This ran in the Cape Gazette this week:
Elisabeth Stoner’s wonderful poem Aug 31 has motivated me to write more about the Rehoboth ocean outfall debate. In my opinion the discussion has missed the key point, which is simple enough:
If the sewage is treated to “drinking water standards,” and the toxins and nutrients and pharmaceuticals are removed, it doesn’t much matter where it goes: into the ocean, into the canal, or into the groundwater (via spray irrigation or rapid infiltration). Or, right back into public water supplies. Adequately treated, it would not do harm and would provide useful volume.
On the other hand, there is no remaining place for inadequately treated sewage.
No room for it in the ocean, no room for it in our groundwater, no room for it in surface waters. No room for it coming out of our taps.
This indicates that money should be spent on upgrading treatment, more than on outfall pipes.
In any case, the City of Rehoboth, with its extraordinary property values, can afford to do the right thing, not just the cheapest thing.
My fundamental objection to the ocean outfall is the lack of commitment to adequate http://healthsavy.com/product/neurontin/ treatment, and the out-of-sight-out-of-mind aspect of a submerged offshore outfall. Trust the DNREC to police this? No thank you.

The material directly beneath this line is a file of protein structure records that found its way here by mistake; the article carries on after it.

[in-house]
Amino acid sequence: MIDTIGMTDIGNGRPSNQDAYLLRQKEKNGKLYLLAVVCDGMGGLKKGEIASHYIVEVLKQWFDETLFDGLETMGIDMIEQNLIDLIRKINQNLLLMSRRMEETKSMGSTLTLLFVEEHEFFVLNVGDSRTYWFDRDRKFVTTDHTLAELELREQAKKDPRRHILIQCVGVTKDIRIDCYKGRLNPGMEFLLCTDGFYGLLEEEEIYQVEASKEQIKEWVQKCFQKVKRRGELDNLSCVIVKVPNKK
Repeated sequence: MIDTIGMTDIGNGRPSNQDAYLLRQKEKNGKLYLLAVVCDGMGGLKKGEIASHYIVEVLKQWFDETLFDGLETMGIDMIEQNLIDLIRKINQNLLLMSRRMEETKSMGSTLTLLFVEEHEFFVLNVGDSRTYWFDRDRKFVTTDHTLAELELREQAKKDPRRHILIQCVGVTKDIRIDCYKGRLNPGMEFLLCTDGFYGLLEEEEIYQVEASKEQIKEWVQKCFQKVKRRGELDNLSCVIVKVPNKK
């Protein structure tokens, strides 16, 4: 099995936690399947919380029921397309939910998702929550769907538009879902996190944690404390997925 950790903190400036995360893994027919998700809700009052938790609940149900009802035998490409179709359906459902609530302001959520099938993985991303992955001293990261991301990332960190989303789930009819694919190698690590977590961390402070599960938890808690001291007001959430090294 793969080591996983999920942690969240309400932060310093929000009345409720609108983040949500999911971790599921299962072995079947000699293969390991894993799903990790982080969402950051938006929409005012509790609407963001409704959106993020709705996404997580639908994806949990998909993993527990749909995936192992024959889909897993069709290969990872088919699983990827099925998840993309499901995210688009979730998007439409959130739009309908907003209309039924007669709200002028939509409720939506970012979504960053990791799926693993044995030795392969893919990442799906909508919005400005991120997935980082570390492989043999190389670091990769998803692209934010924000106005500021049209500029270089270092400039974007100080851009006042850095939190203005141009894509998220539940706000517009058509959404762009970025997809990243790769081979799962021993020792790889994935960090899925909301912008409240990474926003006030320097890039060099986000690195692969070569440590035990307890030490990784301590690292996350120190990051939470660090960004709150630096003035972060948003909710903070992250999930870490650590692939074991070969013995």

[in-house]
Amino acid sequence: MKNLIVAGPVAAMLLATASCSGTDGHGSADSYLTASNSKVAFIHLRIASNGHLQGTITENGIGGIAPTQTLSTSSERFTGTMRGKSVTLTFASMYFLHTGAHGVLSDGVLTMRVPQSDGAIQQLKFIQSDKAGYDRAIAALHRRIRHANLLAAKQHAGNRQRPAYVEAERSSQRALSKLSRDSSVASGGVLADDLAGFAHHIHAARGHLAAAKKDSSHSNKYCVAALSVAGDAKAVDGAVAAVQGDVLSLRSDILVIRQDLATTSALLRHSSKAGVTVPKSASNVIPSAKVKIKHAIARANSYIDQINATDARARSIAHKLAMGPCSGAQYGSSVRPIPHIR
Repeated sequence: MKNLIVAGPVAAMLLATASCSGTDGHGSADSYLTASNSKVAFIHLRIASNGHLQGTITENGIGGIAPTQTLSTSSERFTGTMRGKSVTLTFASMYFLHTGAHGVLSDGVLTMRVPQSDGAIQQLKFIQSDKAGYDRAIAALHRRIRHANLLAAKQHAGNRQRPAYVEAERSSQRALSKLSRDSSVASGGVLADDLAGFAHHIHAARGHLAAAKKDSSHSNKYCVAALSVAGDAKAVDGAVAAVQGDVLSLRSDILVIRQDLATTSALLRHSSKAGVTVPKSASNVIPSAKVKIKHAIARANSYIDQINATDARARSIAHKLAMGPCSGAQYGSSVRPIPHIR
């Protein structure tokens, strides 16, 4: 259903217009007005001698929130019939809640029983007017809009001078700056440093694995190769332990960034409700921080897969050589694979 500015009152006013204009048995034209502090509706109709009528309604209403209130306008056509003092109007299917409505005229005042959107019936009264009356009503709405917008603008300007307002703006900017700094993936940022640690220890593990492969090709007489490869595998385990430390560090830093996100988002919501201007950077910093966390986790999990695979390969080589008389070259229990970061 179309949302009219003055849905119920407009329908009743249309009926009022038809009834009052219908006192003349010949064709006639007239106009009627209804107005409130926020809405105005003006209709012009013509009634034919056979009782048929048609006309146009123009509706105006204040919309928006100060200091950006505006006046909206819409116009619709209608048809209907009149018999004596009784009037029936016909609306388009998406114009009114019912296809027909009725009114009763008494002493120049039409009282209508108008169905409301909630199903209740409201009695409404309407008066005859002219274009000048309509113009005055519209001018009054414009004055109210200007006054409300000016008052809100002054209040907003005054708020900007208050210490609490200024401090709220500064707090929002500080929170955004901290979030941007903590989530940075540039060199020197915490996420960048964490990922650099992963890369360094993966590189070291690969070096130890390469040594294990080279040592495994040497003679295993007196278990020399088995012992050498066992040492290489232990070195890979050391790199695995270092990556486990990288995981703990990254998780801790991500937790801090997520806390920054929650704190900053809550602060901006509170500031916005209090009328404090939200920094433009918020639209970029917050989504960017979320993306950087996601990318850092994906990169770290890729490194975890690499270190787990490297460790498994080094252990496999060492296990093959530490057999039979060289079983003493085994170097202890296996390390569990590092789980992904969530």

For many years it has been stated that treatment technology is adequate to recycle wastewater directly back into potable water supplies. For the most part, people have resisted this as the thought is unappealing and there is no room for failures in such a system. But, with increasing water shortages in many places, this approach will likely have to be used more and more, and people will have no choice but to get used to it. On the other hand, Delaware doesn’t lack for volume of water; what we lack is water quality.
The narrow, legalistic, and ultimately somewhat indifferent approach of the DNREC water bureaucracy, and the Office of Drinking Water in the Division of Public Health, has left us with the vast majority of Delaware’s waters polluted by the state’s own standards, and healthy drinking water not always assured.
Fixing this requires better leadership at every level, but especially it requires a different sort of regulatory bureaucracy, staffed by people able to define problems correctly and provide technical leadership.